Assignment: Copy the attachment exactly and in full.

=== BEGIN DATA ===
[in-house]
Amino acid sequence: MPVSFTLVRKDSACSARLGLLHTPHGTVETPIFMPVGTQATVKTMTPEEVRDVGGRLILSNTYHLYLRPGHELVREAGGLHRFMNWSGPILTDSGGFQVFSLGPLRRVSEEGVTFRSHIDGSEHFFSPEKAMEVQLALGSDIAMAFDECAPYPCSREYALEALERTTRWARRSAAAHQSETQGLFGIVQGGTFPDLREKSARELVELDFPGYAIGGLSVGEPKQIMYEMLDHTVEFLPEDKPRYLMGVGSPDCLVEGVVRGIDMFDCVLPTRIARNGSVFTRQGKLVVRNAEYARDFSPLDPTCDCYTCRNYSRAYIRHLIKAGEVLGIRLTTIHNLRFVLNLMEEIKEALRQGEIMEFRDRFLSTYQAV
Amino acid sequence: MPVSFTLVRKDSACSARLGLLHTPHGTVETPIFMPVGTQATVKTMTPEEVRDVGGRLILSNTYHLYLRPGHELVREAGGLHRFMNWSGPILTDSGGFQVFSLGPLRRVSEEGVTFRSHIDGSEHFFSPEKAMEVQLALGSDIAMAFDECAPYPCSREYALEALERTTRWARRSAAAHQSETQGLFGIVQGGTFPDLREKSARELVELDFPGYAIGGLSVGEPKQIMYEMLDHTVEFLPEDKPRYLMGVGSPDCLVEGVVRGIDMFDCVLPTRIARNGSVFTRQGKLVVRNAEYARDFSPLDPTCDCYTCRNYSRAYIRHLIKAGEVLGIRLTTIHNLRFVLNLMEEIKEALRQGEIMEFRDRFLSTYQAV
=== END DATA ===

[in-house]
Amino acid sequence: MPVSFTLVRKDSACSARLGLLHTPHGTVETPIFMPVGTQATVKTMTPEEVRDVGGRLILSNTYHLYLRPGHELVREAGGLHRFMNWSGPILTDSGGFQVFSLGPLRRVSEEGVTFRSHIDGSEHFFSPEKAMEVQLALGSDIAMAFDECAPYPCSREYALEALERTTRWARRSAAAHQSETQGLFGIVQGGTFPDLREKSARELVELDFPGYAIGGLSVGEPKQIMYEMLDHTVEFLPEDKPRYLMGVGSPDCLVEGVVRGIDMFDCVLPTRIARNGSVFTRQGKLVVRNAEYARDFSPLDPTCDCYTCRNYSRAYIRHLIKAGEVLGIRLTTIHNLRFVLNLMEEIKEALRQGEIMEFRDRFLSTYQAV
Amino acid sequence: MPVSFTLVRKDSACSARLGLLHTPHGTVETPIFMPVGTQATVKTMTPEEVRDVGGRLILSNTYHLYLRPGHELVREAGGLHRFMNWSGPILTDSGGFQVFSLGPLRRVSEEGVTFRSHIDGSEHFFSPEKAMEVQLALGSDIAMAFDECAPYPCSREYALEALERTTRWARRSAAAHQSETQGLFGIVQGGTFPDLREKSARELVELDFPGYAIGGLSVGEPKQIMYEMLDHTVEFLPEDKPRYLMGVGSPDCLVEGVVRGIDMFDCVLPTRIARNGSVFTRQGKLVVRNAEYARDFSPLDPTCDCYTCRNYSRAYIRHLIKAGEVLGIRLTTIHNLRFVLNLMEEIKEALRQGEIMEFRDRFLSTYQAV